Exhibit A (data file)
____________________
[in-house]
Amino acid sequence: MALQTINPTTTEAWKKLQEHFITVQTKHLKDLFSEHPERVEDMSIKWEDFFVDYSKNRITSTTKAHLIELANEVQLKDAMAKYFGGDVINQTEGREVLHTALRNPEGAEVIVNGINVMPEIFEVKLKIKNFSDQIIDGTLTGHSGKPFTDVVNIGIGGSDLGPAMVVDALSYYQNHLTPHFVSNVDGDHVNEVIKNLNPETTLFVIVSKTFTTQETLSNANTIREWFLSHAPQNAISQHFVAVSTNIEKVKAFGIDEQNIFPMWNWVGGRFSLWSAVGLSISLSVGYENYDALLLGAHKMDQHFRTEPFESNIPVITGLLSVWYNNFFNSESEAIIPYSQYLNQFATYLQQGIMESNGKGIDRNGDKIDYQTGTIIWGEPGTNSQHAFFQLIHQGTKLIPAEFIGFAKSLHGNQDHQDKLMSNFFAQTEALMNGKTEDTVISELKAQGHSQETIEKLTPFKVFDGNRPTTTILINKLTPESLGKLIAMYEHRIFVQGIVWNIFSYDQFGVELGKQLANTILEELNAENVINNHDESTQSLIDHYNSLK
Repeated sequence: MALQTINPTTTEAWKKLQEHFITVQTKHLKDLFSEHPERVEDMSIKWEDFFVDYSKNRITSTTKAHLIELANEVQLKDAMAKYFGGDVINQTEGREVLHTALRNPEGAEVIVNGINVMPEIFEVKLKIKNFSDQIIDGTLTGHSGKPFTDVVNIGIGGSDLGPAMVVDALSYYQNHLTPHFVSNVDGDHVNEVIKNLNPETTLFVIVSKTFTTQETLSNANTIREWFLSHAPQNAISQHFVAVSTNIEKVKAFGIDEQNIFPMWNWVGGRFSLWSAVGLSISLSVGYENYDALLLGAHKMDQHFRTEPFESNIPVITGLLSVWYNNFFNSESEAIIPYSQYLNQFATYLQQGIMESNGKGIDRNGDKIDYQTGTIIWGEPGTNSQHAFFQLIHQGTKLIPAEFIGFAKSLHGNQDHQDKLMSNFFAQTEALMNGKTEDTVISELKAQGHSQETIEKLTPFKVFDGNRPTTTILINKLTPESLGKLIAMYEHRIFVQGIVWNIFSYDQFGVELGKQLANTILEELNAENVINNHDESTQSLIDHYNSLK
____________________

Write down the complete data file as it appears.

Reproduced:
[in-house]
Amino acid sequence: MALQTINPTTTEAWKKLQEHFITVQTKHLKDLFSEHPERVEDMSIKWEDFFVDYSKNRITSTTKAHLIELANEVQLKDAMAKYFGGDVINQTEGREVLHTALRNPEGAEVIVNGINVMPEIFEVKLKIKNFSDQIIDGTLTGHSGKPFTDVVNIGIGGSDLGPAMVVDALSYYQNHLTPHFVSNVDGDHVNEVIKNLNPETTLFVIVSKTFTTQETLSNANTIREWFLSHAPQNAISQHFVAVSTNIEKVKAFGIDEQNIFPMWNWVGGRFSLWSAVGLSISLSVGYENYDALLLGAHKMDQHFRTEPFESNIPVITGLLSVWYNNFFNSESEAIIPYSQYLNQFATYLQQGIMESNGKGIDRNGDKIDYQTGTIIWGEPGTNSQHAFFQLIHQGTKLIPAEFIGFAKSLHGNQDHQDKLMSNFFAQTEALMNGKTEDTVISELKAQGHSQETIEKLTPFKVFDGNRPTTTILINKLTPESLGKLIAMYEHRIFVQGIVWNIFSYDQFGVELGKQLANTILEELNAENVINNHDESTQSLIDHYNSLK
Repeated sequence: MALQTINPTTTEAWKKLQEHFITVQTKHLKDLFSEHPERVEDMSIKWEDFFVDYSKNRITSTTKAHLIELANEVQLKDAMAKYFGGDVINQTEGREVLHTALRNPEGAEVIVNGINVMPEIFEVKLKIKNFSDQIIDGTLTGHSGKPFTDVVNIGIGGSDLGPAMVVDALSYYQNHLTPHFVSNVDGDHVNEVIKNLNPETTLFVIVSKTFTTQETLSNANTIREWFLSHAPQNAISQHFVAVSTNIEKVKAFGIDEQNIFPMWNWVGGRFSLWSAVGLSISLSVGYENYDALLLGAHKMDQHFRTEPFESNIPVITGLLSVWYNNFFNSESEAIIPYSQYLNQFATYLQQGIMESNGKGIDRNGDKIDYQTGTIIWGEPGTNSQHAFFQLIHQGTKLIPAEFIGFAKSLHGNQDHQDKLMSNFFAQTEALMNGKTEDTVISELKAQGHSQETIEKLTPFKVFDGNRPTTTILINKLTPESLGKLIAMYEHRIFVQGIVWNIFSYDQFGVELGKQLANTILEELNAENVINNHDESTQSLIDHYNSLK